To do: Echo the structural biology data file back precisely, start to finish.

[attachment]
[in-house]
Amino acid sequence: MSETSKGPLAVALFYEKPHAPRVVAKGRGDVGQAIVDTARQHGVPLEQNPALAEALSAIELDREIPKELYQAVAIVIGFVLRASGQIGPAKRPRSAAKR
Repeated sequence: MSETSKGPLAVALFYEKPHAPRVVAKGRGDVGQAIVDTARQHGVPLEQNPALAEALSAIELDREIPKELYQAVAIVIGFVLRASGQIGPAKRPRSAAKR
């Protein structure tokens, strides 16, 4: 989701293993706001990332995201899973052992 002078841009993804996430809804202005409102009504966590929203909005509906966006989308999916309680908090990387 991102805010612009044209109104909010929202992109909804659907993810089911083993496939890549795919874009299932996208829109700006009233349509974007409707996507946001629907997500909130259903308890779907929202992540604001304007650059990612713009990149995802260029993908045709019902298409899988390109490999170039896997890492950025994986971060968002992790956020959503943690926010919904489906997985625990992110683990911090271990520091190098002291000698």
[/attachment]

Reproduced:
[in-house]
Amino acid sequence: MSETSKGPLAVALFYEKPHAPRVVAKGRGDVGQAIVDTARQHGVPLEQNPALAEALSAIELDREIPKELYQAVAIVIGFVLRASGQIGPAKRPRSAAKR
Repeated sequence: MSETSKGPLAVALFYEKPHAPRVVAKGRGDVGQAIVDTARQHGVPLEQNPALAEALSAIELDREIPKELYQAVAIVIGFVLRASGQIGPAKRPRSAAKR
């Protein structure tokens, strides 16, 4: 989701293993706001990332995201899973052992 002078841009993804996430809804202005409102009504966590929203909005509906966006989308999916309680908090990387 991102805010612009044209109104909010929202992109909804659907993810089911083993496939890549795919874009299932996208829109700006009233349509974007409707996507946001629907997500909130259903308890779907929202992540604001304007650059990612713009990149995802260029993908045709019902298409899988390109490999170039896997890492950025994986971060968002992790956020959503943690926010919904489906997985625990992110683990911090271990520091190098002291000698």